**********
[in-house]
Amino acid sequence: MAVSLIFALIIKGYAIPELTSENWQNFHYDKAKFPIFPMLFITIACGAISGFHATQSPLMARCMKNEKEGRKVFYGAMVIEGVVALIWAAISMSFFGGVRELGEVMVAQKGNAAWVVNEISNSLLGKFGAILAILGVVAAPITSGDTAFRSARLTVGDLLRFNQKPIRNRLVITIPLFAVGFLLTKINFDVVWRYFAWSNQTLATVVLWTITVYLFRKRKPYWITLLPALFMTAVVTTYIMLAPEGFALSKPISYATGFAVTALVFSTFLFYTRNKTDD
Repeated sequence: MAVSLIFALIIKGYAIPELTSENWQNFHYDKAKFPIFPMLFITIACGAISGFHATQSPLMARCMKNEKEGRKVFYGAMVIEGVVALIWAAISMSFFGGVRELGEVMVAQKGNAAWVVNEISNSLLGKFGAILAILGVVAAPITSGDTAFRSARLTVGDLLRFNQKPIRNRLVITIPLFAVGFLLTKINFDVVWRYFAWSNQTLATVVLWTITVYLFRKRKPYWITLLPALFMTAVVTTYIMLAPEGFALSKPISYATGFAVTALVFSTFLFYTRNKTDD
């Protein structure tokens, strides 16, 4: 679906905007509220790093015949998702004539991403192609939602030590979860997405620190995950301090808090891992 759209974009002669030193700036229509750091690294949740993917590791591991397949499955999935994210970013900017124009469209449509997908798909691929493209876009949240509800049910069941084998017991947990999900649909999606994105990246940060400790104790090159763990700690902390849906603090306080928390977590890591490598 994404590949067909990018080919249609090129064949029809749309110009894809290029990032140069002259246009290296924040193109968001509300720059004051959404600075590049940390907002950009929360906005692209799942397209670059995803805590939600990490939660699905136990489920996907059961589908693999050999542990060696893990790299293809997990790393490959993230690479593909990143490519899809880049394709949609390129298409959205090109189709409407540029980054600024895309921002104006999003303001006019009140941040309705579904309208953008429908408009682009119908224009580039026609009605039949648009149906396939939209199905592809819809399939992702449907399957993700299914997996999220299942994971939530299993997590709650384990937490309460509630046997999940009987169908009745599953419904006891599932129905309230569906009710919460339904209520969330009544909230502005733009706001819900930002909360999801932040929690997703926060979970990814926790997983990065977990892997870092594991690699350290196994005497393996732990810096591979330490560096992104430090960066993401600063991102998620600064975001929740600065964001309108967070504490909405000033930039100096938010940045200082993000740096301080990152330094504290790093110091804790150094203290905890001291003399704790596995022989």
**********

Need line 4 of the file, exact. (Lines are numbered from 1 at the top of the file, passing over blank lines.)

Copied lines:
């Protein structure tokens, strides 16, 4: 679906905007509220790093015949998702004539991403192609939602030590979860997405620190995950301090808090891992 759209974009002669030193700036229509750091690294949740993917590791591991397949499955999935994210970013900017124009469209449509997908798909691929493209876009949240509800049910069941084998017991947990999900649909999606994105990246940060400790104790090159763990700690902390849906603090306080928390977590890591490598 994404590949067909990018080919249609090129064949029809749309110009894809290029990032140069002259246009290296924040193109968001509300720059004051959404600075590049940390907002950009929360906005692209799942397209670059995803805590939600990490939660699905136990489920996907059961589908693999050999542990060696893990790299293809997990790393490959993230690479593909990143490519899809880049394709949609390129298409959205090109189709409407540029980054600024895309921002104006999003303001006019009140941040309705579904309208953008429908408009682009119908224009580039026609009605039949648009149906396939939209199905592809819809399939992702449907399957993700299914997996999220299942994971939530299993997590709650384990937490309460509630046997999940009987169908009745599953419904006891599932129905309230569906009710919460339904209520969330009544909230502005733009706001819900930002909360999801932040929690997703926060979970990814926790997983990065977990892997870092594991690699350290196994005497393996732990810096591979330490560096992104430090960066993401600063991102998620600064975001929740600065964001309108967070504490909405000033930039100096938010940045200082993000740096301080990152330094504290790093110091804790150094203290905890001291003399704790596995022989």